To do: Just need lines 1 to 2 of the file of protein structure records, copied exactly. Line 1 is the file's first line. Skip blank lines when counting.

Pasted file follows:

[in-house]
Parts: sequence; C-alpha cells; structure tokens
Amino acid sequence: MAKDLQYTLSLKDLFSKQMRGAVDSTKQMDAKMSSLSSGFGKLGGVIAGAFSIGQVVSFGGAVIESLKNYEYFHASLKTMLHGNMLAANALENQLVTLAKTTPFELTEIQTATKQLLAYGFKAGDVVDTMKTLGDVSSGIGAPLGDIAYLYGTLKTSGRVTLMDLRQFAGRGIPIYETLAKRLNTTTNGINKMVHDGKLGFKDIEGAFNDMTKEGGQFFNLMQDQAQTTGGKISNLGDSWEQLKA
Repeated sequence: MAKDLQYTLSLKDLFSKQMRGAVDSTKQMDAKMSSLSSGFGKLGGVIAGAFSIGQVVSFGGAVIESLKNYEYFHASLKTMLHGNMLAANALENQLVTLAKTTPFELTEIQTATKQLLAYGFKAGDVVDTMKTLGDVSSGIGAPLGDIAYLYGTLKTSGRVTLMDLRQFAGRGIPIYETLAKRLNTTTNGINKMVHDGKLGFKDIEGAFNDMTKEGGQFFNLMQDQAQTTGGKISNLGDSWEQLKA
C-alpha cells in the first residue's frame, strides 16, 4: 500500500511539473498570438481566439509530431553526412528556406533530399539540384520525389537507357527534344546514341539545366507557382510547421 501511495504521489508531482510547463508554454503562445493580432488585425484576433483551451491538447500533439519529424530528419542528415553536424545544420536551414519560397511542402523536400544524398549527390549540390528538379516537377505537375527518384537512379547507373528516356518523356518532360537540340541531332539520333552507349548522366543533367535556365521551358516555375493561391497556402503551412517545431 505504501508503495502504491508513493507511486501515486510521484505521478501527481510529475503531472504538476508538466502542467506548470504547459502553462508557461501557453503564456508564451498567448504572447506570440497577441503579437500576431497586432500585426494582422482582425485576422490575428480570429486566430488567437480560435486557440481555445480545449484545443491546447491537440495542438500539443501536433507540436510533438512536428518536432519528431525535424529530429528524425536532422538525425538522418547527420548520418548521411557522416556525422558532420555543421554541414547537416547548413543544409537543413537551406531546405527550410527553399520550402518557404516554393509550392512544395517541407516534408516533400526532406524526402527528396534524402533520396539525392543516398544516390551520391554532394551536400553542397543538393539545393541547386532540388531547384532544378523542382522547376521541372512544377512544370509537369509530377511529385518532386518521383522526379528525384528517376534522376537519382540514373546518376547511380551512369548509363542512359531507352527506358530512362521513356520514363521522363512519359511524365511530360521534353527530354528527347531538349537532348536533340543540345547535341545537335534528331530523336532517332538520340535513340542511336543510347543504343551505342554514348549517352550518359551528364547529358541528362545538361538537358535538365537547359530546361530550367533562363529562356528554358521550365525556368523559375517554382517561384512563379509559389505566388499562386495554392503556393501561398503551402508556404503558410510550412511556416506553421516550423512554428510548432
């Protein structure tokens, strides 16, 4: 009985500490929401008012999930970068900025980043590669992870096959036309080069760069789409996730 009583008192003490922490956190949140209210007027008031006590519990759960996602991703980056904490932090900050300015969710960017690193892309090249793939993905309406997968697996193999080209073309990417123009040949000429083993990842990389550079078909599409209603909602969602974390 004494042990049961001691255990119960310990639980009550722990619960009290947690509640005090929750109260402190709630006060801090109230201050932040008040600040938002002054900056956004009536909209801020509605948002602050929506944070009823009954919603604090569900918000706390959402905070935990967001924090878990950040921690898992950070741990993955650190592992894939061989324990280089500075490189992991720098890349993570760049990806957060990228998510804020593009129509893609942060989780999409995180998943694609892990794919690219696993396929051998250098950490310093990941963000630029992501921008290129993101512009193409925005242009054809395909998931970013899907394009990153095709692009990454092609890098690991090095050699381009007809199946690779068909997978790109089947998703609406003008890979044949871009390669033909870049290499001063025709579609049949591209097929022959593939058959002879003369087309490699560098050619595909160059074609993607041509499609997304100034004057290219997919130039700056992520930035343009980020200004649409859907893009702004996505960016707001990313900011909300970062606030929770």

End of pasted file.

[in-house]
Parts: sequence; C-alpha cells; structure tokens